I was working on a new chapter for my straight mystery and wrote two sentences close together with the word “were” and stopped myself. I went back to rearrange the words to make the verb active. Instead of “Deep grooves at the corners of her eyes were testaments to how much time she spent outdoors,” I wrote, “Deep grooves bore testament to how much….” Not a big difference, but that tiny change made the sentence a little more dynamic. When I first started writing, I didn’t see what the big deal was, but I get it now, Active adds muscle. Passive lies there, flat.
The same goes for characters. The harder a character works to overcome a problem or to achieve a goal, the more I engage with him. I recently read a mystery where everyone but the protagonist was finding clues, then telling her what they’d learned. She wrote them in a journal to add them up and discover the killer. That might have worked for Nero Wolfe, but Sherlock Holmes went out and about himself to find clues no one else noticed. It took me a minute to realize why I wasn’t as invested in the book as I should be, then I realized the protagonist was passive. How much did she care if she found who committed the crime? Not enough to leave her routine and question anybody.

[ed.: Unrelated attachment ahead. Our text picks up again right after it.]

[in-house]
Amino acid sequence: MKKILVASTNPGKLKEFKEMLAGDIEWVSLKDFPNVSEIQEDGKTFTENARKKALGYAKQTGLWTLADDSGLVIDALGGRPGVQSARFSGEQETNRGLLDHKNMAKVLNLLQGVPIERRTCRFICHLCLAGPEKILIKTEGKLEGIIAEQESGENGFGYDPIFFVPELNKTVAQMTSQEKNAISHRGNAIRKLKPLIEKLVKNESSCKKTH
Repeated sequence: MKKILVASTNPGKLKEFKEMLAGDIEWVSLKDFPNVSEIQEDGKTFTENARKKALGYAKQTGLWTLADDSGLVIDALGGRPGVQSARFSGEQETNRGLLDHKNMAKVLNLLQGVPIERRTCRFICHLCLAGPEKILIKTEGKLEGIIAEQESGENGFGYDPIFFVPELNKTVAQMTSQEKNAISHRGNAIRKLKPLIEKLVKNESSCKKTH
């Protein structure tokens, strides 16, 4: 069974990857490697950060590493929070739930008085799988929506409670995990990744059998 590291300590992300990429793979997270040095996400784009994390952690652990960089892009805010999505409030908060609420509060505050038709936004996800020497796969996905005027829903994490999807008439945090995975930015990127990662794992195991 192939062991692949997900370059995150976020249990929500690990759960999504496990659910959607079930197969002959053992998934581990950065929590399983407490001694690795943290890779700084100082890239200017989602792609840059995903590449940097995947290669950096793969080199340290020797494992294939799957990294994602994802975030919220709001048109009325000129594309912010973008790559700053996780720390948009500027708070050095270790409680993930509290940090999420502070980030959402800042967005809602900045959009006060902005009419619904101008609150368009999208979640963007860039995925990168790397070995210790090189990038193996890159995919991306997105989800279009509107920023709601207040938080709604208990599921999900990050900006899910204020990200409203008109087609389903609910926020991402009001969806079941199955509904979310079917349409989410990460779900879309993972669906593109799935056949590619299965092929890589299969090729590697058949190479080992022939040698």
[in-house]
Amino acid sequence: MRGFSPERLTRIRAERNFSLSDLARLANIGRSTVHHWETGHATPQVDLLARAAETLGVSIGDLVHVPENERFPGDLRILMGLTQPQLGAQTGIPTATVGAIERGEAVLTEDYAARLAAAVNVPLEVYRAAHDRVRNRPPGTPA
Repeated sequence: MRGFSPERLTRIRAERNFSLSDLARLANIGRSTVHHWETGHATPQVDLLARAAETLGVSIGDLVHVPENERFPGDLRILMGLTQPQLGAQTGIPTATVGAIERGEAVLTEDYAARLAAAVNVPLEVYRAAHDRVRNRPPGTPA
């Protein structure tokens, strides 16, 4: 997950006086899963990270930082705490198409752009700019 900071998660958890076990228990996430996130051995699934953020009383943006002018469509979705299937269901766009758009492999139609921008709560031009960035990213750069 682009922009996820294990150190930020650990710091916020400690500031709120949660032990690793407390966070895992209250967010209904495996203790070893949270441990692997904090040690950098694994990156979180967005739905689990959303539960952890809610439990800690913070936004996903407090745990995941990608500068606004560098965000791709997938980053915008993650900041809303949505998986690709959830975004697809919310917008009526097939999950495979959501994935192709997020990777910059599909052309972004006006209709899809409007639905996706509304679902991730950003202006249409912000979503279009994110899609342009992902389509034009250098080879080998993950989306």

On the flip side, it really irritates me when smart women do stupid things to find answers and put themselves in danger. And I’m not a fan of protagonists breaking and entering to dig for answers. Save that for P.I. novels. But I am saying that a protagonist has to act, not just react. In cozies, the mystery often gets jostled alongside the protagonist’s job, family, and friends. Since the protagonist is an amateur, investigating gets sandwiched between regular life, and I like that give and take. The trick is finding the right balance. Caring enough to keep searching for answers has to be a priority. Solving what happened has to keep moving forward, not just be incidental.
Verbs and protagonists need to be active to make a story strong.